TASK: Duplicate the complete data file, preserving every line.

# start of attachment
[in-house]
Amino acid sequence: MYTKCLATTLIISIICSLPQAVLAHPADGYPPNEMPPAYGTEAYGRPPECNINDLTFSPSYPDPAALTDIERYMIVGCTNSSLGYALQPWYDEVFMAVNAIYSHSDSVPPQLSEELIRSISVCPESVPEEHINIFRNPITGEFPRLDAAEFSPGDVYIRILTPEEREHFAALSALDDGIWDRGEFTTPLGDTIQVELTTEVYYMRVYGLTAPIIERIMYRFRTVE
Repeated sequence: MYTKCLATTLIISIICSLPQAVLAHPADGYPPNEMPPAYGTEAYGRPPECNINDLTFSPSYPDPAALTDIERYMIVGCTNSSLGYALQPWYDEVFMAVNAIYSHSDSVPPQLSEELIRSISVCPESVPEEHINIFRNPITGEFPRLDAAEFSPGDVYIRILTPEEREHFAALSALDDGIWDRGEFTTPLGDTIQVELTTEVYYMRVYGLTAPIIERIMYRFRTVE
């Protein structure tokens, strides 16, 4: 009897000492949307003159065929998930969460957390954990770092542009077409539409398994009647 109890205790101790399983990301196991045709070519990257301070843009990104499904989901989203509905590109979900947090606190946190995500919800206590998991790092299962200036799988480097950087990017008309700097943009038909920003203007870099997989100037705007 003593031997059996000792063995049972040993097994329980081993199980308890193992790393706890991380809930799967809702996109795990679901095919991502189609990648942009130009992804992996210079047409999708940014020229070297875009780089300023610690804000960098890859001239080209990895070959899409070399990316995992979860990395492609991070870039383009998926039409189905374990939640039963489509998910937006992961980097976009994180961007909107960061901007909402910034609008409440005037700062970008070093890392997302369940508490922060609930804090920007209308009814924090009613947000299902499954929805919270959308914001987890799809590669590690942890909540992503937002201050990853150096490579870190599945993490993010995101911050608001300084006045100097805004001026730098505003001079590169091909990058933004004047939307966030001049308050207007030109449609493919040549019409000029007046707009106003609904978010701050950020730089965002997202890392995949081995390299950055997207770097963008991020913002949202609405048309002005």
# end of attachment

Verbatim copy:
[in-house]
Amino acid sequence: MYTKCLATTLIISIICSLPQAVLAHPADGYPPNEMPPAYGTEAYGRPPECNINDLTFSPSYPDPAALTDIERYMIVGCTNSSLGYALQPWYDEVFMAVNAIYSHSDSVPPQLSEELIRSISVCPESVPEEHINIFRNPITGEFPRLDAAEFSPGDVYIRILTPEEREHFAALSALDDGIWDRGEFTTPLGDTIQVELTTEVYYMRVYGLTAPIIERIMYRFRTVE
Repeated sequence: MYTKCLATTLIISIICSLPQAVLAHPADGYPPNEMPPAYGTEAYGRPPECNINDLTFSPSYPDPAALTDIERYMIVGCTNSSLGYALQPWYDEVFMAVNAIYSHSDSVPPQLSEELIRSISVCPESVPEEHINIFRNPITGEFPRLDAAEFSPGDVYIRILTPEEREHFAALSALDDGIWDRGEFTTPLGDTIQVELTTEVYYMRVYGLTAPIIERIMYRFRTVE
């Protein structure tokens, strides 16, 4: 009897000492949307003159065929998930969460957390954990770092542009077409539409398994009647 109890205790101790399983990301196991045709070519990257301070843009990104499904989901989203509905590109979900947090606190946190995500919800206590998991790092299962200036799988480097950087990017008309700097943009038909920003203007870099997989100037705007 003593031997059996000792063995049972040993097994329980081993199980308890193992790393706890991380809930799967809702996109795990679901095919991502189609990648942009130009992804992996210079047409999708940014020229070297875009780089300023610690804000960098890859001239080209990895070959899409070399990316995992979860990395492609991070870039383009998926039409189905374990939640039963489509998910937006992961980097976009994180961007909107960061901007909402910034609008409440005037700062970008070093890392997302369940508490922060609930804090920007209308009814924090009613947000299902499954929805919270959308914001987890799809590669590690942890909540992503937002201050990853150096490579870190599945993490993010995101911050608001300084006045100097805004001026730098505003001079590169091909990058933004004047939307966030001049308050207007030109449609493919040549019409000029007046707009106003609904978010701050950020730089965002997202890392995949081995390299950055997207770097963008991020913002949202609405048309002005």